Authors: Damilola Eyelade*, University of California, Santa Barbara, J Michael Johnson, University of California, Santa Barbara
Topics: Water Resources and Hydrology, Remote Sensing, Hazards, Risks, and Disasters
Keywords: Water modelling, Flooding, Risk mitigation, hazards, Rating Curves, DEM
Session Type: Paper
Presentation File: No File Uploaded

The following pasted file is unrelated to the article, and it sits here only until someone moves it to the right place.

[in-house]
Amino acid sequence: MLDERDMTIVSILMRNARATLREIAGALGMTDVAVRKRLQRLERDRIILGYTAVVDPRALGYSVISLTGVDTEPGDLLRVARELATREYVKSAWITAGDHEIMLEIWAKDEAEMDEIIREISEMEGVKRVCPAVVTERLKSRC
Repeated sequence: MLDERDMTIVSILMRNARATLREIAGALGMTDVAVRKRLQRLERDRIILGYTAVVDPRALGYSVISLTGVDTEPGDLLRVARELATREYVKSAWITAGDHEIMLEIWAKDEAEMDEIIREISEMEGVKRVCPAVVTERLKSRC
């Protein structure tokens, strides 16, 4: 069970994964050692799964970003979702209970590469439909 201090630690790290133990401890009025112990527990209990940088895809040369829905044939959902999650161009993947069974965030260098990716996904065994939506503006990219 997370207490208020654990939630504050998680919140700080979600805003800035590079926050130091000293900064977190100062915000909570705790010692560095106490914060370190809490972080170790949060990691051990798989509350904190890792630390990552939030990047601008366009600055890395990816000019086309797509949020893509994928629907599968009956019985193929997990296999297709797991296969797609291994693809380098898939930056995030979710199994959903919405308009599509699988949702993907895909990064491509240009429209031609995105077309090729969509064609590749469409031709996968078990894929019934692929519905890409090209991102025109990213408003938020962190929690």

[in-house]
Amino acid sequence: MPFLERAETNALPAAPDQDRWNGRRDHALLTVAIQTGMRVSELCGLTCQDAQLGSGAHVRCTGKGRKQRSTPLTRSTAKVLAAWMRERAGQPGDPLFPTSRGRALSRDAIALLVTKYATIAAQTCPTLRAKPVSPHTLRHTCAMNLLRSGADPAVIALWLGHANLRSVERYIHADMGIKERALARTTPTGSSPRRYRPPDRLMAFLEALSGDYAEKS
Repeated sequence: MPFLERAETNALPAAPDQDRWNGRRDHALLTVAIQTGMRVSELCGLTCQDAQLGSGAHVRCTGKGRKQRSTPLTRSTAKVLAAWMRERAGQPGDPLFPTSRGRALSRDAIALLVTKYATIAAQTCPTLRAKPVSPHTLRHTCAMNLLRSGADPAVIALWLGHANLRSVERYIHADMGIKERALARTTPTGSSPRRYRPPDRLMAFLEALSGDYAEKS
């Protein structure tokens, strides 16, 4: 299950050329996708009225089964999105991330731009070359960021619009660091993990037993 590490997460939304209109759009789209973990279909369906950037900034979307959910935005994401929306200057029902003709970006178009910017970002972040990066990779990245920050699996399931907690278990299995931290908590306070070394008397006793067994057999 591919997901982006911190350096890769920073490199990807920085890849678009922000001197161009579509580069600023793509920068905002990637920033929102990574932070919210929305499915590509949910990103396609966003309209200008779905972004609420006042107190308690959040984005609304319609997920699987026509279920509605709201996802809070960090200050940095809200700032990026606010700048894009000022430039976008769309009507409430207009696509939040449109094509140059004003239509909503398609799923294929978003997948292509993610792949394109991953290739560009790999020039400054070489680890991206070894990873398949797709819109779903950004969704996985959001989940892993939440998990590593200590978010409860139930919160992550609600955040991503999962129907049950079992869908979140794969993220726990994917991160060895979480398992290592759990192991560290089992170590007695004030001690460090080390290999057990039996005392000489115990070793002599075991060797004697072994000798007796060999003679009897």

The Height Above Nearest Drainage (HAND) methodology and associated products makes it possible to estimate synthetic rating curves (SRCs) using Manning’s equation to estimate water depth for a given discharge, cross sectional area, and channel characteristics including roughness, length and slope. The HAND SRC implementation underpinning operational USA flood forecasting uses a single roughness coefficient for all reaches and water depths, regardless of local hydraulic properties. This typically results in underestimation of depth in lower order reaches and overestimation in higher order stream reaches. We show that a decomposed roughness coefficient including an in channel and over-bank components can partially mitigate these errors. This generalized methodology represents a different approach compared to calibrating the roughness coefficient for specific reaches. A raster dataset generated with the aid of empirical relationships between hydraulic properties results in the demarcation of in channel and over-bank geometry properties. This then serves as input for a composite channel roughness equation that provides unique roughness coefficients for each stage and location along a reach. Subsequently, the ability of this method to adjust HAND SRCs to match actual rating curves from USGS gage stations and flood extents was then evaluated.
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